Medical care provided in Turkish hospitals varies greatly. Though new private hospitals in Ankara, Antalya, Izmir and Istanbul have modern facilities, equipment, numerous U.S.-trained specialists, and international accreditation, some still may be unable to treat certain serious conditions. Health care standards are lower in small cities in Turkey.
We do not pay medical bills. Be aware that U.S. Medicare does not apply overseas.
Medical Insurance: Make sure your health insurance plan provides coverage overseas. Most care providers overseas only accept cash payments. See our webpage for more information on insurance providers for overseas coverage.
We strongly recommend supplemental insurance to cover medical evacuation.
If traveling with prescription medication, check with the government of Turkey to ensure the medication is legal in Turkey. Always carry your prescription medication in original packaging with your doctor’s prescription. Some medications may be unavailable in Turkey.
For U.S. citizens who live in Turkey, please see the Embassy’s website for information on the Turkish General Health Insurance (GHI) law. If you are considering enrolling in Turkish GHI, carefully research what is and is not covered. Once you enroll in GHI, your coverage can only be cancelled if your residence permit expires or if you no longer reside in Turkey.
Vaccinations: Be up-to-date on all vaccinations recommended by the U.S. Centers for Disease Control and Prevention.
Further health information:
Travel and Transportation
Road Conditions and Safety: Roads in Turkey range from single-lane country roads to modern, divided motorways. Highways in the tourist-frequented western, southwestern, and coastal regions of Turkey are generally in good condition and are well maintained, while conditions in other areas vary.
Be extremely cautious while driving at night. Driving after dark, especially in rural areas, requires extra caution due to dangers such as livestock on the road or narrow unmarked or unpaved roads.
In case of an accident or car trouble:
- Pull to the side of the road, turn on hazard lights, and use reflector triangles.
- For accidents with only vehicular damage, exchange insurance information, take photos of the accident before moving the vehicles, and depart if both sides agree. Turkish law requires drivers to fill out a Turkish-only form and provide pictures of the damage. Non-Turkish speakers should call and wait for the police.
- For accidents with injury or a disagreement, remain at the site of the accident. Do not move the vehicle – even out of the way – until the Traffic Police arrive. Report the accident to the Traffic Police (dial 155) or Jandarma (dial 156). Get a certified copy of the official report from the Traffic Police office (this can take several days).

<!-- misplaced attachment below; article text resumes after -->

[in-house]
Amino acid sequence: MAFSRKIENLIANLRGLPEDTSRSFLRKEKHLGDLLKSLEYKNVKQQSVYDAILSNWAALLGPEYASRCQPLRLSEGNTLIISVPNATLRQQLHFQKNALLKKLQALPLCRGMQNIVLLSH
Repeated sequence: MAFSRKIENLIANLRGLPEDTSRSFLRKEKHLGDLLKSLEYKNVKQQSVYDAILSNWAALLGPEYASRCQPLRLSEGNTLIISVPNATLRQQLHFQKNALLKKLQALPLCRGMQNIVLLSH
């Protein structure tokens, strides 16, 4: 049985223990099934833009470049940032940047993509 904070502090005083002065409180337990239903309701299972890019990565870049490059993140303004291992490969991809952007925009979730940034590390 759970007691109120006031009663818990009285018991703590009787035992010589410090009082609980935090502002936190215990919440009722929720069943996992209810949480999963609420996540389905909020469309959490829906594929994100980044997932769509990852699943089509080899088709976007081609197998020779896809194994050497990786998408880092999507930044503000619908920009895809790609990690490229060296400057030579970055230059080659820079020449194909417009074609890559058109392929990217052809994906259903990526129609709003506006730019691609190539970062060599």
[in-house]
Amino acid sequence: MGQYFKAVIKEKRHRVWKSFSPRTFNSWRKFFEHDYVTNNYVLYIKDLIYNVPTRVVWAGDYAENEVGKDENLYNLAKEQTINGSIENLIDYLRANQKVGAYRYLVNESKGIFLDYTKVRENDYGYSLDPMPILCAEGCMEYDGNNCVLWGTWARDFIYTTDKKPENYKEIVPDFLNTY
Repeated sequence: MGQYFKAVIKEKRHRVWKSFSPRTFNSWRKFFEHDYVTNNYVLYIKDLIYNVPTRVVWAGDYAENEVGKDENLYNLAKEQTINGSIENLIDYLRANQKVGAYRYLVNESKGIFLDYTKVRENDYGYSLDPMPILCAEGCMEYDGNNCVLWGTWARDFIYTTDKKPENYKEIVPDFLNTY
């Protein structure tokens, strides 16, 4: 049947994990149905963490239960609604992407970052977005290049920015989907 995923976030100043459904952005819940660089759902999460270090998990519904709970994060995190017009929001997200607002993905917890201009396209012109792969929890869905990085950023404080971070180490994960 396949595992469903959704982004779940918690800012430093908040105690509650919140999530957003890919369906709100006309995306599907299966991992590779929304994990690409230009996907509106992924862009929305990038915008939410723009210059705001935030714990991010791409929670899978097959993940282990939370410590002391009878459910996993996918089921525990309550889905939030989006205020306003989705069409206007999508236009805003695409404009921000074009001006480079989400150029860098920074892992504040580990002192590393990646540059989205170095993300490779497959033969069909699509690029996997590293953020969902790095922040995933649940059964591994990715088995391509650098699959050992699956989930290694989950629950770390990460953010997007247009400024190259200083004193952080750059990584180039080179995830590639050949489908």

- The owner of the damaged vehicle should also apply to the customs authority with his passport and accident report before attempting to repair the vehicle or leave the country without the vehicle.
- When in doubt, it is best to call the Traffic Police or the Jandarma in the event of an accident.
Traffic Laws: Drive defensively at all times. Drivers routinely ignore traffic regulations, including driving through red lights and stop signs, and turning left from the far right lane. These and other similar driving practices cause frequent traffic accidents.
- Penalties for driving drunk (blood alcohol levels at or above 0.05 percent) include a fine and the individual’s license being confiscated for six months.
- Using cell phones while driving is illegal and can lead to a fine.
Driver’s license requirements include:
- For stays up to 180 days: A valid U.S. driver’s license or an International Driving Permit and a U.S. driver’s license is acceptable.
- For stays longer than 180 days: Obtain a Turkish driver’s license from the Turkish Security Directorate, Traffic Department (Emniyet Müdürlüğü, Trafik Hizmetleri Başkanlığı).
- A vehicle can be brought into Turkey for up to six months. Find information at the Turkish Touring and Automobile Club.
Public Transportation: Major cities inTurkey have extensive public transportation options including taxis, subways, ferries, trains, buses and mini-buses. Licensed cabs are metered. Between cities, Turkey has bus routes, train, and air services.
See our Road Safety page for more information.
Aviation Safety Oversight:The U.S. Federal Aviation Administration (FAA) has assessed the government of Turkey’s Civil Aviation Authority as being in compliance with International Civil Aviation Organization (ICAO) aviation safety standards for oversight of Turkey’s air carrier operations. Further information may be found on the FAA’s safety assessment page.
Maritime Travel: Mariners planning travel to Turkey should also check U.S. maritime advisories and alerts. Information may also be posted to the U.S. Coast Guard homeport website, and the NGA broadcast warnings website - select “broadcast warnings”.
For additional travel information
- Enroll in the Smart Traveler Enrollment Program (STEP) to receive security messages and make it easier to locate you in an emergency.
- Call us in Washington, D.C. at 1-888-407-4747 (toll-free in the United States and Canada) or 1-202-501-4444 (from all other countries) from 8:00 a.m. to 8:00 p.m., Eastern Standard Time, Monday through Friday (except U.S. federal holidays).
- See the State Department’s travel website for the Worldwide Caution and Travel Advisories.
- Follow us on Twitter and Facebook.
- See traveling safely abroad for useful travel tips.
International Parental Child Abduction
Review information about International Parental Child Abduction in Turkey. For additional IPCA-related information, please see the International Child Abduction Prevention and Return Act (ICAPRA) report.